On 5/11/12 7:29 AM, email@example.com wrote:
> I would like to change tubing diameters on an antenna that I have
> previously designed. Is there a way do this and maintain the same
> element resonate frequency using EZNEC+? I tried "Show Stepped Dia
> Correction" thinking it would be easy see how much longer or shorter the
> new element is, however there seems to be no way to make the new and old
> correction diameters identical. It would be nice if I could set a
> standard taper correction size. Any suggestions?
Isn't that taper correction an empirical formula? (from Dave Leeson W6NL
nee W6QHS) It converts a specific taper schedule into an equivalent
constant diameter and length, with the calibration done by comparison
against a real antenna.
So, if you have Dave's book (or the algorithms in there), you can
probably figure it out.
It's possible that someone has done a numerical model to generate other
cases (without needing actual range tests to confirm), but I haven't
Joe Reiser (W1JR) has a write up on Yagi Antenna Design in
Communications Quarterly (google for it) which describes all the various
correction schemes that have been used. Some were empirical, some are
based on theory (W6NL's), etc. Others have their own schemes for taper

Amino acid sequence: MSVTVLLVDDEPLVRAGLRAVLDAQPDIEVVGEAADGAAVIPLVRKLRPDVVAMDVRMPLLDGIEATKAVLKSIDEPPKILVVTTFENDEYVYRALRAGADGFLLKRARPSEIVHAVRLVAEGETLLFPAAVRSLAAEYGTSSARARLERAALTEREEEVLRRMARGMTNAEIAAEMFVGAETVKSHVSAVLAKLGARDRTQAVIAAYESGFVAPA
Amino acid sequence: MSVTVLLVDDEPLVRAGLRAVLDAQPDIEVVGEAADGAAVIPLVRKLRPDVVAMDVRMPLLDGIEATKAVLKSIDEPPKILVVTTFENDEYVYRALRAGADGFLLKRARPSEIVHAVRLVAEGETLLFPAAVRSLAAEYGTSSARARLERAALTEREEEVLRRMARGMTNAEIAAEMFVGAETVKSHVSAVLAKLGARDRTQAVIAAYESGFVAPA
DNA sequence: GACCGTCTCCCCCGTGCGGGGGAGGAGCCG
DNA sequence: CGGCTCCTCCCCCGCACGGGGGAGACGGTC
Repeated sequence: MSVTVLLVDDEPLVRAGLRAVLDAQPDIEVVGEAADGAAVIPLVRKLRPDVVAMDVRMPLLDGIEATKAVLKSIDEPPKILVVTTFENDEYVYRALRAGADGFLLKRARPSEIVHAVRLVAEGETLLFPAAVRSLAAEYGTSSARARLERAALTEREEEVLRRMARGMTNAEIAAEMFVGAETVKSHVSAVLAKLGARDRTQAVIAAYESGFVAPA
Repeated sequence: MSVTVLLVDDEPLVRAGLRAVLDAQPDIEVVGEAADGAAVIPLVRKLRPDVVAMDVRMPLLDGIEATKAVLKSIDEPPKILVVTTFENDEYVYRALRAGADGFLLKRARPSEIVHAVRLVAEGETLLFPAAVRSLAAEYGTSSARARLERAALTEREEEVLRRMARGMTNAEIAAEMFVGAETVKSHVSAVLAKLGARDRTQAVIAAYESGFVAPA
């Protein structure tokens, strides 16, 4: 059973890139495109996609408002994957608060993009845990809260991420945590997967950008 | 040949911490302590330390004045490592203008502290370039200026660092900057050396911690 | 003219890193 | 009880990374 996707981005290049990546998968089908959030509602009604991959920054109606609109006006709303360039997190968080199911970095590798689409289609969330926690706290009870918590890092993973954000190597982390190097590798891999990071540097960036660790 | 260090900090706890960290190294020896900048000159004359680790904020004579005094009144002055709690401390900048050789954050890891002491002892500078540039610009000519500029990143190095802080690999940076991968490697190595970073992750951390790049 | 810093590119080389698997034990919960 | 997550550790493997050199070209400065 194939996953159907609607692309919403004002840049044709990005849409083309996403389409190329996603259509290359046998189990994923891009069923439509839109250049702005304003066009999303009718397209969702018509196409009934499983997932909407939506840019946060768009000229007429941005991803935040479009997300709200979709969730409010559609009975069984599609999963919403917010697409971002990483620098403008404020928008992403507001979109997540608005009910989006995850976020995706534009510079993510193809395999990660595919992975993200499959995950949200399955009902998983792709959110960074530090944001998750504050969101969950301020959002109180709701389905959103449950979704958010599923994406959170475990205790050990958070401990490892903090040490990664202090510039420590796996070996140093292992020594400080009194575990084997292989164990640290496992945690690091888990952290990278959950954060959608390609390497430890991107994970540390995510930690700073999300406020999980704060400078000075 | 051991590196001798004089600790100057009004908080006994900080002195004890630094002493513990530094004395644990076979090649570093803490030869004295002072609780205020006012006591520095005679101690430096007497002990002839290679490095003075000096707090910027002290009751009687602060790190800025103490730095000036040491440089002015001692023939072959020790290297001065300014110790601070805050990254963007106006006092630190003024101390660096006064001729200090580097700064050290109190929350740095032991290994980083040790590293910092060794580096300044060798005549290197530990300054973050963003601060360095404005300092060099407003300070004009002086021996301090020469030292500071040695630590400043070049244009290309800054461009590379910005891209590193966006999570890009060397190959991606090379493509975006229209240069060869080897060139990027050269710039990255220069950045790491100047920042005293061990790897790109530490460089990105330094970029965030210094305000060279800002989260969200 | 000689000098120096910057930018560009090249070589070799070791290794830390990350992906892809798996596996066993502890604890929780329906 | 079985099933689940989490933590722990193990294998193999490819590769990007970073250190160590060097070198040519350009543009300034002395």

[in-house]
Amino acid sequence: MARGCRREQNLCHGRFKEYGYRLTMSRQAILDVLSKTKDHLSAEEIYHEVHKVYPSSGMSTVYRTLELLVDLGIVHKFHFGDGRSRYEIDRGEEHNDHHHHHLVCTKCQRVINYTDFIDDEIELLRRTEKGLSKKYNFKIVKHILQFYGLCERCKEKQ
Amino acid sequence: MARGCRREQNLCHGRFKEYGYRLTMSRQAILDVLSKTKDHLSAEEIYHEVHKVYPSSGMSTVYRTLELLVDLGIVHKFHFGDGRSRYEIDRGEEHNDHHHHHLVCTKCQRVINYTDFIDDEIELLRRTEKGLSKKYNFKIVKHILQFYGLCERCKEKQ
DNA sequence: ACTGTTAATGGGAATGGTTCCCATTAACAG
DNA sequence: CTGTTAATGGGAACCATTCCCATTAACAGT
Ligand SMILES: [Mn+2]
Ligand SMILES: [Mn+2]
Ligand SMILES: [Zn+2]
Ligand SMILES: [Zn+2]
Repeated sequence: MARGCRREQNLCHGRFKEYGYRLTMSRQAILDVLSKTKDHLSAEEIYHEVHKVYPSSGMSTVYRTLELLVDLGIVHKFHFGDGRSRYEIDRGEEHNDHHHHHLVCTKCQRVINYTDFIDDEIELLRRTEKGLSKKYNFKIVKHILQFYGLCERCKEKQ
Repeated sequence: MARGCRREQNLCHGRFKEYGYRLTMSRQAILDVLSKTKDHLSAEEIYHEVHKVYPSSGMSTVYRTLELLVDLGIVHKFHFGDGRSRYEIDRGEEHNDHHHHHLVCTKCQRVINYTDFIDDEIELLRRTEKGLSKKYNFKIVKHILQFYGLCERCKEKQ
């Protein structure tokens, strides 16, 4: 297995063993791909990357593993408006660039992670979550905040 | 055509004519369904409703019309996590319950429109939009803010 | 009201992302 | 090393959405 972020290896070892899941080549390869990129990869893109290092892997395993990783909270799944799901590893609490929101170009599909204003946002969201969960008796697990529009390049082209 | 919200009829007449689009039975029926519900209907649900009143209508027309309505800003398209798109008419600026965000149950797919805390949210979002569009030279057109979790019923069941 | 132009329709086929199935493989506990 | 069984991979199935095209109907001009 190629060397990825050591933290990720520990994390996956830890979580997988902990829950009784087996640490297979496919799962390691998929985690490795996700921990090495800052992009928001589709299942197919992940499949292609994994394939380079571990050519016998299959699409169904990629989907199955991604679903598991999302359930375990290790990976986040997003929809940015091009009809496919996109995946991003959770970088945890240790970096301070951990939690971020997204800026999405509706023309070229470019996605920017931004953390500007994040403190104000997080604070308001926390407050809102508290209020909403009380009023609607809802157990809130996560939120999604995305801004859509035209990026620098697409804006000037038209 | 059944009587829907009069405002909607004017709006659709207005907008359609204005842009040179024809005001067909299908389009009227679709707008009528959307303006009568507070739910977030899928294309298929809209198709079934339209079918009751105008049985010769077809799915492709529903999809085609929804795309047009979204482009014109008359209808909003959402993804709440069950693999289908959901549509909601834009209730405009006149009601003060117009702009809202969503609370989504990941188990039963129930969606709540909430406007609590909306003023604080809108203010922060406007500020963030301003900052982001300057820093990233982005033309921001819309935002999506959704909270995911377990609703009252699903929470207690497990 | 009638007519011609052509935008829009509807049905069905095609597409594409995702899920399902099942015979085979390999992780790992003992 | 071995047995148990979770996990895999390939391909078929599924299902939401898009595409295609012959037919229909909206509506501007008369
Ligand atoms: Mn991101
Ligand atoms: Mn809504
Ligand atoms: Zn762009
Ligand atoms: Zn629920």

correction, and they all typically work better for some more restricted
problem space (e.g. K1FO UHF designs).
You could also model the tube, not as a single wire, but as a circular
array of wires, which overall are tapered. The usual rule of thumb from
Jerry Burke on modeling a "big" thing with "small" things is that the
surface area of the wires should match the surface area of the thing
So if you have a 2 cm diameter tube (surface area = 6.28 sq cm/cm
length), and you want to model it with 8 smaller wires, the smaller
wires should be 1/4 cm in diameter, spaced on a 2cm diameter circle.
Lots of segments in the resulting model, of course.
Some sort of program or spreadsheet is handy to generate the gazillion
segments, or make strategic use of the GM card to replicate and rotate
If you have access to NEC4, it does a better job with discontinuities in
the model, particularly if you have very short segments joining others
(NEC4 uses a different set of basis functions than NEC2 for each of the
segments, so the numerical precision problem is less)
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